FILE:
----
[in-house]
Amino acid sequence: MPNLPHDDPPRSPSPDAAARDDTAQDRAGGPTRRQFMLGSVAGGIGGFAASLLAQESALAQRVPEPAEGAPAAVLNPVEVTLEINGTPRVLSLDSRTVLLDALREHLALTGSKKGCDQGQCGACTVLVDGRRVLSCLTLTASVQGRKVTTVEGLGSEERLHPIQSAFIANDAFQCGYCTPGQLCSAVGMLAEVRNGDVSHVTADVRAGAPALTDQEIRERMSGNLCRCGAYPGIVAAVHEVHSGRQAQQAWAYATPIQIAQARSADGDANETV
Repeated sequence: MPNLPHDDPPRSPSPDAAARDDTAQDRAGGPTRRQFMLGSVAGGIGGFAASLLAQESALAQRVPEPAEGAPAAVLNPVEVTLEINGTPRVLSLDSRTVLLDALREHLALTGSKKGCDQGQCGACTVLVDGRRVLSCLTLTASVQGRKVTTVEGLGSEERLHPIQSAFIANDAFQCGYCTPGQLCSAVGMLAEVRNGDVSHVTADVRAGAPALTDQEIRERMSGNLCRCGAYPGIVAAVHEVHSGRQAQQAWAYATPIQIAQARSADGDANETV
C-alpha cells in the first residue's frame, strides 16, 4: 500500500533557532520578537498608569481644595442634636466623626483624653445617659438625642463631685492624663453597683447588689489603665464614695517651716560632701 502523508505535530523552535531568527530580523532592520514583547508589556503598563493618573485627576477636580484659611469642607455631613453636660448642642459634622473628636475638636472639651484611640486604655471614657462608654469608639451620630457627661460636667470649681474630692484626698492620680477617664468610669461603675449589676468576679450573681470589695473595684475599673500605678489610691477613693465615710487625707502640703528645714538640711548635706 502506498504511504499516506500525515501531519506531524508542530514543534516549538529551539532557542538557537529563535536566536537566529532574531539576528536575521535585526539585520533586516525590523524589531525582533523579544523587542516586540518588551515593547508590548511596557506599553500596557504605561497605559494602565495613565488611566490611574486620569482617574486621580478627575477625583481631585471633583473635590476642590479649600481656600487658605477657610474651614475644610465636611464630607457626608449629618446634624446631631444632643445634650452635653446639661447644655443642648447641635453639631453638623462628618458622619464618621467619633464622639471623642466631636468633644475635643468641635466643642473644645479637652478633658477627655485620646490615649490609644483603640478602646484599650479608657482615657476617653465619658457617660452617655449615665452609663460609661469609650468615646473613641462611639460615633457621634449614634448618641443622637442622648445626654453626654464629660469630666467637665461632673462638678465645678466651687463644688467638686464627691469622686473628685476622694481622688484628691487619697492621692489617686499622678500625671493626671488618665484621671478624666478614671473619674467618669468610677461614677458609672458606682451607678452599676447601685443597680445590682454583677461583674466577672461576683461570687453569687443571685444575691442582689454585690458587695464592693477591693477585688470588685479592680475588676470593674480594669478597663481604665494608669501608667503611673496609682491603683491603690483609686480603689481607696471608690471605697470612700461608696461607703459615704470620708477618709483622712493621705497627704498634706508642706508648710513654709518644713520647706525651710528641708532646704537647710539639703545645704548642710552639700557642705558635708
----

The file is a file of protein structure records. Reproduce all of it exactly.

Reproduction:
[in-house]
Amino acid sequence: MPNLPHDDPPRSPSPDAAARDDTAQDRAGGPTRRQFMLGSVAGGIGGFAASLLAQESALAQRVPEPAEGAPAAVLNPVEVTLEINGTPRVLSLDSRTVLLDALREHLALTGSKKGCDQGQCGACTVLVDGRRVLSCLTLTASVQGRKVTTVEGLGSEERLHPIQSAFIANDAFQCGYCTPGQLCSAVGMLAEVRNGDVSHVTADVRAGAPALTDQEIRERMSGNLCRCGAYPGIVAAVHEVHSGRQAQQAWAYATPIQIAQARSADGDANETV
Repeated sequence: MPNLPHDDPPRSPSPDAAARDDTAQDRAGGPTRRQFMLGSVAGGIGGFAASLLAQESALAQRVPEPAEGAPAAVLNPVEVTLEINGTPRVLSLDSRTVLLDALREHLALTGSKKGCDQGQCGACTVLVDGRRVLSCLTLTASVQGRKVTTVEGLGSEERLHPIQSAFIANDAFQCGYCTPGQLCSAVGMLAEVRNGDVSHVTADVRAGAPALTDQEIRERMSGNLCRCGAYPGIVAAVHEVHSGRQAQQAWAYATPIQIAQARSADGDANETV
C-alpha cells in the first residue's frame, strides 16, 4: 500500500533557532520578537498608569481644595442634636466623626483624653445617659438625642463631685492624663453597683447588689489603665464614695517651716560632701 502523508505535530523552535531568527530580523532592520514583547508589556503598563493618573485627576477636580484659611469642607455631613453636660448642642459634622473628636475638636472639651484611640486604655471614657462608654469608639451620630457627661460636667470649681474630692484626698492620680477617664468610669461603675449589676468576679450573681470589695473595684475599673500605678489610691477613693465615710487625707502640703528645714538640711548635706 502506498504511504499516506500525515501531519506531524508542530514543534516549538529551539532557542538557537529563535536566536537566529532574531539576528536575521535585526539585520533586516525590523524589531525582533523579544523587542516586540518588551515593547508590548511596557506599553500596557504605561497605559494602565495613565488611566490611574486620569482617574486621580478627575477625583481631585471633583473635590476642590479649600481656600487658605477657610474651614475644610465636611464630607457626608449629618446634624446631631444632643445634650452635653446639661447644655443642648447641635453639631453638623462628618458622619464618621467619633464622639471623642466631636468633644475635643468641635466643642473644645479637652478633658477627655485620646490615649490609644483603640478602646484599650479608657482615657476617653465619658457617660452617655449615665452609663460609661469609650468615646473613641462611639460615633457621634449614634448618641443622637442622648445626654453626654464629660469630666467637665461632673462638678465645678466651687463644688467638686464627691469622686473628685476622694481622688484628691487619697492621692489617686499622678500625671493626671488618665484621671478624666478614671473619674467618669468610677461614677458609672458606682451607678452599676447601685443597680445590682454583677461583674466577672461576683461570687453569687443571685444575691442582689454585690458587695464592693477591693477585688470588685479592680475588676470593674480594669478597663481604665494608669501608667503611673496609682491603683491603690483609686480603689481607696471608690471605697470612700461608696461607703459615704470620708477618709483622712493621705497627704498634706508642706508648710513654709518644713520647706525651710528641708532646704537647710539639703545645704548642710552639700557642705558635708